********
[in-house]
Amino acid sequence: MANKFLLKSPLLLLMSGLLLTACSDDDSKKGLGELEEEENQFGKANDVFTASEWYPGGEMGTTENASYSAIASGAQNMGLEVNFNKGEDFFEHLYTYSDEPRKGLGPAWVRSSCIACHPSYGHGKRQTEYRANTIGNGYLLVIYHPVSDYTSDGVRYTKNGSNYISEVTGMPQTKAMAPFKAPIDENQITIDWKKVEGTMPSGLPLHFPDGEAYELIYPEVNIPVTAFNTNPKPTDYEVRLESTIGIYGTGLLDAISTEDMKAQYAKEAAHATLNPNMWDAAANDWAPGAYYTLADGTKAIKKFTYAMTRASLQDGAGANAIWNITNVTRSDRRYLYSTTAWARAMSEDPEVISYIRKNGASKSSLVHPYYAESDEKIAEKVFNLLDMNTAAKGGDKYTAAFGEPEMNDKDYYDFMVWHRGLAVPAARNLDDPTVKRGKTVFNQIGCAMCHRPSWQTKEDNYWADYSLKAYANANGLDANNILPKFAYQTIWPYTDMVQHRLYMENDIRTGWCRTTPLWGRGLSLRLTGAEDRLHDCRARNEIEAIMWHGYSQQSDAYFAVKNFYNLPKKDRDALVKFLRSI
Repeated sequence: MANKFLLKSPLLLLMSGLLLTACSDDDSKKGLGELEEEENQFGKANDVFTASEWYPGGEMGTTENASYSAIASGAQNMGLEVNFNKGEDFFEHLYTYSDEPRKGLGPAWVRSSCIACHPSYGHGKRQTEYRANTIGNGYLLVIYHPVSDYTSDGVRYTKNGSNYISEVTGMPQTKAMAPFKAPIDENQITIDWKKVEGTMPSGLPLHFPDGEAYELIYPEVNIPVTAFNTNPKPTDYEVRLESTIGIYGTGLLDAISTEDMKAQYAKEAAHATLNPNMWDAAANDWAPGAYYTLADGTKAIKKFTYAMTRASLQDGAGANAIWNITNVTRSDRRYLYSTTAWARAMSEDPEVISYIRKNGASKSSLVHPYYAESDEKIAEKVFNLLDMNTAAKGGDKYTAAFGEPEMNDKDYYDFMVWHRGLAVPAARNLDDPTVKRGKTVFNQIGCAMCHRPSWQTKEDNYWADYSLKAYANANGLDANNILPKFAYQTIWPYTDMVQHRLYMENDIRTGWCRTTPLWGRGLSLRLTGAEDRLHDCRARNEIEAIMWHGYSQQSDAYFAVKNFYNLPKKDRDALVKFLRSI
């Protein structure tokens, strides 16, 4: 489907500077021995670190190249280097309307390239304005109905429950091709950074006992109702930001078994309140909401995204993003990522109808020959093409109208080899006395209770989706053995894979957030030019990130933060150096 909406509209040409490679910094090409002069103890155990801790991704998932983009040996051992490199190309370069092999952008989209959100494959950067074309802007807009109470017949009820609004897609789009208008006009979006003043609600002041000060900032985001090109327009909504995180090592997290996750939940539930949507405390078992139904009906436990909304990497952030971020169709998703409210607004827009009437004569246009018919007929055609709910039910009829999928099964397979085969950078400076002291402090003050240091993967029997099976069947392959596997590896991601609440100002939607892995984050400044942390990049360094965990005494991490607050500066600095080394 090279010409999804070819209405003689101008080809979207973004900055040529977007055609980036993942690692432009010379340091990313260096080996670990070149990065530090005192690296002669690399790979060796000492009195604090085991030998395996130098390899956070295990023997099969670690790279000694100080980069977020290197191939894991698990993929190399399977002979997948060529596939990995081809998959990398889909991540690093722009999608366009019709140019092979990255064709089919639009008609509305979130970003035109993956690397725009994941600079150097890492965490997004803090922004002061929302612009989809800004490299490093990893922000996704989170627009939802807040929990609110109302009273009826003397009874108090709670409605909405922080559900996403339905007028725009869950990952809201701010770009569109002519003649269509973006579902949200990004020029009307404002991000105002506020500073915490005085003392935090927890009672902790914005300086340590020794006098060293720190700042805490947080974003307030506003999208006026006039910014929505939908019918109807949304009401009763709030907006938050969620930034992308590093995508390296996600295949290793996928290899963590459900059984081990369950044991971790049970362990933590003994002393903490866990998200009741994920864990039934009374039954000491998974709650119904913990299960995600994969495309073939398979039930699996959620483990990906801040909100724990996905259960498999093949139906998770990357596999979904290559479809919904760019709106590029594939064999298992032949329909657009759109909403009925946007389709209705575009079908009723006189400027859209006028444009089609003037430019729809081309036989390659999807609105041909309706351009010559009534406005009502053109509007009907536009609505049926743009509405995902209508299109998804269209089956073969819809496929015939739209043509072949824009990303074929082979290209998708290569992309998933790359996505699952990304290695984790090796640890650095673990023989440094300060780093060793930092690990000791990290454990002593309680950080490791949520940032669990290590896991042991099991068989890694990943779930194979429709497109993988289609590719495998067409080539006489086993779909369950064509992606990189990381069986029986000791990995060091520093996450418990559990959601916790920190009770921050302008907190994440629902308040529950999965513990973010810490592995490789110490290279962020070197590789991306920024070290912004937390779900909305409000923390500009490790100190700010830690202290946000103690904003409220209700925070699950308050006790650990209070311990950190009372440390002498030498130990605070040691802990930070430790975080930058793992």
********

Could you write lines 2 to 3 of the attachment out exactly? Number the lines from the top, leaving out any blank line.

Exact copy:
Amino acid sequence: MANKFLLKSPLLLLMSGLLLTACSDDDSKKGLGELEEEENQFGKANDVFTASEWYPGGEMGTTENASYSAIASGAQNMGLEVNFNKGEDFFEHLYTYSDEPRKGLGPAWVRSSCIACHPSYGHGKRQTEYRANTIGNGYLLVIYHPVSDYTSDGVRYTKNGSNYISEVTGMPQTKAMAPFKAPIDENQITIDWKKVEGTMPSGLPLHFPDGEAYELIYPEVNIPVTAFNTNPKPTDYEVRLESTIGIYGTGLLDAISTEDMKAQYAKEAAHATLNPNMWDAAANDWAPGAYYTLADGTKAIKKFTYAMTRASLQDGAGANAIWNITNVTRSDRRYLYSTTAWARAMSEDPEVISYIRKNGASKSSLVHPYYAESDEKIAEKVFNLLDMNTAAKGGDKYTAAFGEPEMNDKDYYDFMVWHRGLAVPAARNLDDPTVKRGKTVFNQIGCAMCHRPSWQTKEDNYWADYSLKAYANANGLDANNILPKFAYQTIWPYTDMVQHRLYMENDIRTGWCRTTPLWGRGLSLRLTGAEDRLHDCRARNEIEAIMWHGYSQQSDAYFAVKNFYNLPKKDRDALVKFLRSI
Repeated sequence: MANKFLLKSPLLLLMSGLLLTACSDDDSKKGLGELEEEENQFGKANDVFTASEWYPGGEMGTTENASYSAIASGAQNMGLEVNFNKGEDFFEHLYTYSDEPRKGLGPAWVRSSCIACHPSYGHGKRQTEYRANTIGNGYLLVIYHPVSDYTSDGVRYTKNGSNYISEVTGMPQTKAMAPFKAPIDENQITIDWKKVEGTMPSGLPLHFPDGEAYELIYPEVNIPVTAFNTNPKPTDYEVRLESTIGIYGTGLLDAISTEDMKAQYAKEAAHATLNPNMWDAAANDWAPGAYYTLADGTKAIKKFTYAMTRASLQDGAGANAIWNITNVTRSDRRYLYSTTAWARAMSEDPEVISYIRKNGASKSSLVHPYYAESDEKIAEKVFNLLDMNTAAKGGDKYTAAFGEPEMNDKDYYDFMVWHRGLAVPAARNLDDPTVKRGKTVFNQIGCAMCHRPSWQTKEDNYWADYSLKAYANANGLDANNILPKFAYQTIWPYTDMVQHRLYMENDIRTGWCRTTPLWGRGLSLRLTGAEDRLHDCRARNEIEAIMWHGYSQQSDAYFAVKNFYNLPKKDRDALVKFLRSI